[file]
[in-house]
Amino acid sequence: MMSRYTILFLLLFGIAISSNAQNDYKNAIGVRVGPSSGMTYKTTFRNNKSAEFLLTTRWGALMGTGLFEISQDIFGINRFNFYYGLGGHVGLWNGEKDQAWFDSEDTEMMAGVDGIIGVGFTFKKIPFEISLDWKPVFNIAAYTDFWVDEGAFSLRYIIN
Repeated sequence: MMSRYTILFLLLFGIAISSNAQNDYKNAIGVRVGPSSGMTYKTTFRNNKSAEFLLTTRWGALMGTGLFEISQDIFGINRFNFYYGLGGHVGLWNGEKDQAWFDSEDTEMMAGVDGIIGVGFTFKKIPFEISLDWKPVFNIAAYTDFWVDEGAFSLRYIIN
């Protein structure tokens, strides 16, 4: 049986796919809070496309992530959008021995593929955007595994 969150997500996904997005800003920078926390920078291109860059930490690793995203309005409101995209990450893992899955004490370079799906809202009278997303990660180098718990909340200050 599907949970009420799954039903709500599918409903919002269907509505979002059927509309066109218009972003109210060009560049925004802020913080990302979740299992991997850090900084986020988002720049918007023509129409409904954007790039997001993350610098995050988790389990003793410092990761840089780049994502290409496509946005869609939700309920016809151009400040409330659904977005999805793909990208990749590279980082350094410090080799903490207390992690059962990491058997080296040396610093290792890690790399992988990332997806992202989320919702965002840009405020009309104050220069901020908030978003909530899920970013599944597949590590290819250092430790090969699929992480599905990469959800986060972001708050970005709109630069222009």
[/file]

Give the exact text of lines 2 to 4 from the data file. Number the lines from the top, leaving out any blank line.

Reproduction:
Amino acid sequence: MMSRYTILFLLLFGIAISSNAQNDYKNAIGVRVGPSSGMTYKTTFRNNKSAEFLLTTRWGALMGTGLFEISQDIFGINRFNFYYGLGGHVGLWNGEKDQAWFDSEDTEMMAGVDGIIGVGFTFKKIPFEISLDWKPVFNIAAYTDFWVDEGAFSLRYIIN
Repeated sequence: MMSRYTILFLLLFGIAISSNAQNDYKNAIGVRVGPSSGMTYKTTFRNNKSAEFLLTTRWGALMGTGLFEISQDIFGINRFNFYYGLGGHVGLWNGEKDQAWFDSEDTEMMAGVDGIIGVGFTFKKIPFEISLDWKPVFNIAAYTDFWVDEGAFSLRYIIN
């Protein structure tokens, strides 16, 4: 049986796919809070496309992530959008021995593929955007595994 969150997500996904997005800003920078926390920078291109860059930490690793995203309005409101995209990450893992899955004490370079799906809202009278997303990660180098718990909340200050 599907949970009420799954039903709500599918409903919002269907509505979002059927509309066109218009972003109210060009560049925004802020913080990302979740299992991997850090900084986020988002720049918007023509129409409904954007790039997001993350610098995050988790389990003793410092990761840089780049994502290409496509946005869609939700309920016809151009400040409330659904977005999805793909990208990749590279980082350094410090080799903490207390992690059962990491058997080296040396610093290792890690790399992988990332997806992202989320919702965002840009405020009309104050220069901020908030978003909530899920970013599944597949590590290819250092430790090969699929992480599905990469959800986060972001708050970005709109630069222009």